What’s your least favorite color? Is it mold green or dark brown? Or maybe it’s a certain shade of pink? Chances are there is some color that pisses you off and makes you wanna keep your eyes closed. Ok, this might be a little bit overdramatized, but you’ve surely got the idea.
Now imagine yourself waking up to the walls of your least favorite color every single morning. How crazy would it feel to see something you don’t like first thing in the morning day and day out? Correct me if I’m wrong but I assume you’d want to remove the irritant once and for all.
Hope the above two paragraphs were enough to make you better understand the renters who want your permission to painting rental property. In nearly all the cases, they either don’t like the current colors and style or want to renovate their home and make it look bigger and cozy. However, regardless of their reasons, it’s you who decides whether or not any changes will take place. But if you’re having hard times deciding which approach to follow, make sure to read this article A to Z.
Neither state nor local laws provide clear guidelines as to whether or not landlords are obliged to pay for and take care of repainting. New York City is the only exception to the rule since the local ordinance requires landlords to repaint walls every three years or even sooner if they become unsanitary through no tenants’ fault.
At the same time, it’s clearly stated that it’s you who’s responsible for repainting when the same tenants have lived in your rental for several years in a row. If your tenants have moved in less than 6 months ago, and the walls were freshly-painted at the moment, there is no way for them to ask you to pay for repainting just because they want their walls red or dark blue.
The answer to this question stems from the previous one. As a landlord, you have the right to reject tenants’ request to repaint walls unless (1) there is some serious paint-related damage that makes the rental inhabitable or (2) you’re based in NYC and it’s been three years since your last “repainting” time or (3) the walls were proved to be painted with lead-based paint and your tenants want it to be changed ASAP.
Like it or not, but there is no one-size-fits-all solution. Although I encourage landlords to always meet the wishes of their tenants (as long as it’s adequate), I understand that the circumstances might be different.
Generally, if you’re happy with your current tenants, and changes they want to make won’t make your apartment look too weird and unusual, go for it. But make sure to mitigate the risks when allowing tenants to paint.
If you’re about to let the new tenants in and want to be clear about your ‘paint-the-walls’ policy, a smart move would be including a special clause in your lease agreement. Indicate whether or not tenants are allowed to make changes to your property and clearly state who’s the one to pay for them. This way, you’ll have your expectations clear, and this will help you avoid conflicts and misunderstanding later on.
If including a special clause sounds like way too much for you, consider using a painting contract (yes, you heard it right). Discuss your decoration-painting policy with your tenants and type up an agreement based on the results of this conversation. Then get it signed by all parties and ensure to keep it for the entire term of the lease.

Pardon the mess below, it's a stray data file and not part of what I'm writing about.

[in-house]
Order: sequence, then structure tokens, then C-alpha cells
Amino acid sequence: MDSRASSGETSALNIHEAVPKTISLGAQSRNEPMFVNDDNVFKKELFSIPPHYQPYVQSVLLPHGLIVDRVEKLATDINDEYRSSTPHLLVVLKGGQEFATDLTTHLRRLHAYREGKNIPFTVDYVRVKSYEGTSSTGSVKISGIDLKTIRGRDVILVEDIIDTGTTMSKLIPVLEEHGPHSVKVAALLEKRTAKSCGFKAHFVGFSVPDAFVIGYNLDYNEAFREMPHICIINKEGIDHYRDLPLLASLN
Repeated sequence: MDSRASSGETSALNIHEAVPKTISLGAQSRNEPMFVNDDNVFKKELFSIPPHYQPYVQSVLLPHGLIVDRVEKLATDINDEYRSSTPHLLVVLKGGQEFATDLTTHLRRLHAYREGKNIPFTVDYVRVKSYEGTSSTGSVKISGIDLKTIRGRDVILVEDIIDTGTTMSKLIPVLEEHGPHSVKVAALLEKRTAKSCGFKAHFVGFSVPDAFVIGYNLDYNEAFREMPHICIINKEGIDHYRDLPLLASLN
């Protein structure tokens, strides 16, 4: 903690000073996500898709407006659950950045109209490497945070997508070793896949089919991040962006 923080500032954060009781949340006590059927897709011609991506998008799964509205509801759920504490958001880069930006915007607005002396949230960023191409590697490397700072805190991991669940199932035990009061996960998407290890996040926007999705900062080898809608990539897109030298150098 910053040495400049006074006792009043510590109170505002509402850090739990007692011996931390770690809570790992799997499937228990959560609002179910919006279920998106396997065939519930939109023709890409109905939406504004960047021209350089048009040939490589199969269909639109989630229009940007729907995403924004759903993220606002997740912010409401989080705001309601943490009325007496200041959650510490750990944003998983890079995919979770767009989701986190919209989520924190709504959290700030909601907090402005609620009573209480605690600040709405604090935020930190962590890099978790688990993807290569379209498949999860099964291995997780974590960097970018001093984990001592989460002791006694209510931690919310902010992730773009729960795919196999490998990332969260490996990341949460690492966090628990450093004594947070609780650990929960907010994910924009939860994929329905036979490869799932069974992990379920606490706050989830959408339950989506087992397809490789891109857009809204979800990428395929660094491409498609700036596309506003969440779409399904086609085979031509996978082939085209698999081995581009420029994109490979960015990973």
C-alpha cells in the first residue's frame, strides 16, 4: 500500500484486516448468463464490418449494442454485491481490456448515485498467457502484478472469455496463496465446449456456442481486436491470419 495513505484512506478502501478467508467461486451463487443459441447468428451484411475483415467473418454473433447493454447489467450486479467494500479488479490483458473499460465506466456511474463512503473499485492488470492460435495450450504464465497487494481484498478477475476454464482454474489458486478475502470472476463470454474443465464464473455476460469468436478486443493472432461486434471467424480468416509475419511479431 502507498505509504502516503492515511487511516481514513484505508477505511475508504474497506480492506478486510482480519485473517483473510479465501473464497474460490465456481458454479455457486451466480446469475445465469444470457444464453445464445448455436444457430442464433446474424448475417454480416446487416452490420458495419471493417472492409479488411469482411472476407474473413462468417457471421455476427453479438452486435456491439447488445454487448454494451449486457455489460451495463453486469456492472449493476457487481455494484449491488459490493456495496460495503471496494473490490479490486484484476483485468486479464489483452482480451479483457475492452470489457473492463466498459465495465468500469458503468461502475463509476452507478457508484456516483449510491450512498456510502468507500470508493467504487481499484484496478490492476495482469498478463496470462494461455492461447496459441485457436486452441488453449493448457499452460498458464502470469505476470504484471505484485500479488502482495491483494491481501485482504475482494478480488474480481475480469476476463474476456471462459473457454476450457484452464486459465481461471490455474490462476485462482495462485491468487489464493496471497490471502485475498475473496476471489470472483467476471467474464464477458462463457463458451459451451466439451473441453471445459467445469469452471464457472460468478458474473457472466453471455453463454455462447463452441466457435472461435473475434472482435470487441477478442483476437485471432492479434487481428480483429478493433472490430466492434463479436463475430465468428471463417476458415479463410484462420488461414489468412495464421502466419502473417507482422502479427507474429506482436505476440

Another smart approach would be setting some limits for your tenants. For instance, you can veto certain colors or indicate what types of decor are absolutely not acceptable for you. Make it clear if you’re only open to minor rental upgrades and won’t approve any major changes. Make sure your tenants understand that whatever change they decide to make, they’ll have to run it past you first.
Ensure that your landlord-tenant painting agreement (no matter verbal or paper-based one) safeguards your right to control the process of painting and decoration. This way, you’ll protect yourself from sloppy results and won’t have to worry about the outcomes of your tenants’ stretch of the imagination.
If none of the three situations mentioned above are the case (read: you’re not in NYC, the current state of paint doesn’t make the unit uninhabitable, and the paint is not lead-based), the answer to this question depends on your principles and preferences only.
In this matter, all the landlords seem to fall into two camps. Landlords from the first camp believe that paying for painting will encourage a tasteful choice of color as well as help reduce tenant turnover. Landlords from the second one, in their turn, think that it’s not their business to pay for someone else’s whim.
I firmly believe that landlords of the first camp end up with longer terms of lease agreements, reduced vacancy rates, as well as positive testimonials (and better karma). However, the decision is completely up to you.
There is only one thing you landlord should always keep in mind. Each time you take on new renters, your property becomes their home. So there’s nothing wrong with them wanting to make their temporary nest as comfortable and cozy as possible. Don’t be afraid to allow your tenants to paint the walls or decorate them. As long as they understand that any major change should be approved by you and agree to return the rental to its original state at their own expense, giving them their head would be a smart decision.
Mariia serves as editor-in-chief and writer for the Rentberry and Landlord Tips blogs. She covers topics such as landlord-tenant laws, tips and advice for renters, investment opportunities in various cities, and more. She holds a master’s degree in strategic management, and you can find her articles in such publications as Yahoo! Finance, Forbes, Benzinga, and RealEstateAgent.